Is it possible there’s a “holdout” here?

It’s very possible that there were several holdouts.  How else do you explain the last sale – $1,800,000, for a house that’s probably “worth” $950,000 on its own?

$1.6 Million for a semi-detached house?  It looks like some pretty big premiums were paid here!

All told, the “assembler” in this case paid $18,066,000 for these fifteen houses.  Not bad for all that land!

As for the apartment building at 18 Brownlow, it hasn’t sold, according to Land Registry, but it’s assessed for taxes at $29,511,000 for 2016.

We can speculate like crazy as to what is going on here.

Maybe the project is a joint venture between the owner of the sixteen houses and the owner of the apartment building at 18 Brownlow.  Or maybe there’s a conditional agreement in place, who knows.

Judging from the sale dates of all those houses – given fourteen of the fifteen closed in 2014, I’m going to assume there were a lot of conditional sales.  In fact, land assemblies are often done on a conditional basis.  The assembler will throw out a massive number, say, 50% over fair market value, and convince the owner to sell conditional on the assembly of the other homes.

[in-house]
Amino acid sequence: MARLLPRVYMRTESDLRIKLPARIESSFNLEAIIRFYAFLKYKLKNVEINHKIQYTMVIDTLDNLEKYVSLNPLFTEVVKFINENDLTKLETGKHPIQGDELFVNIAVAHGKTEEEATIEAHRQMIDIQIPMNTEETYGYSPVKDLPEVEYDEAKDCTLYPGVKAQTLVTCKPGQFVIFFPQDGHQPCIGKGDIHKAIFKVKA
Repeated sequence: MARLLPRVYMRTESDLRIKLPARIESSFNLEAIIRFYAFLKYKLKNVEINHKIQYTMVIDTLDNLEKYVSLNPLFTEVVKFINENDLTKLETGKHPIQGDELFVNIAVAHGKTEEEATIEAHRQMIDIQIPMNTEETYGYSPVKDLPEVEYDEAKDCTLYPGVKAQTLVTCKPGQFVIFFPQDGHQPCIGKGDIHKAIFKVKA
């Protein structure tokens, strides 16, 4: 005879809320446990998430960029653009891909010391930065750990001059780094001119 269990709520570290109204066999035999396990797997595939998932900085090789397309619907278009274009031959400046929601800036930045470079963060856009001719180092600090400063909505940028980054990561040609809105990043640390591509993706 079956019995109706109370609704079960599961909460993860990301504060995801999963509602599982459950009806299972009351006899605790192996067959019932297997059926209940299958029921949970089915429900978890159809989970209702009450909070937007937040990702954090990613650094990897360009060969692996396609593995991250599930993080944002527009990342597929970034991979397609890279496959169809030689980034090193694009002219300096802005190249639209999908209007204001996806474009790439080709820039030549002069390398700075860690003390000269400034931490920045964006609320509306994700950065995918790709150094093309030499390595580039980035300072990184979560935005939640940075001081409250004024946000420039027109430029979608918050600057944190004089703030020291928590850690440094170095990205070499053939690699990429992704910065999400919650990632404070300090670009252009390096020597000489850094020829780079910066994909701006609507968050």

My guess, given all those 2014 closing dates, is that the assembly was pulled off in 2013, and the assembler allowed for very flexible closing dates.

If I were a betting man, I’d wager that later this year, we’ll see this project hit the market.

It’s open season in the Yonge & Eglinton area right now, and no building, or house, is safe.

Next week, I’ll show you just how much development is going on in the area.  It’s absolutely astounding, and the density at Yonge/Eg is going to change more than any other area in the city of Toronto over the next five years.

13 Comments

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  1. ANewInvestor says:

    knowing that someone is buying up in yonge and eglinton area, and a few condos (rather than apartment buildings) are to be built up in the near future, what is your /everyone’s idea on how to participate in (or benefit from) the Yonge & Eglington property boom in the coming 5+ years?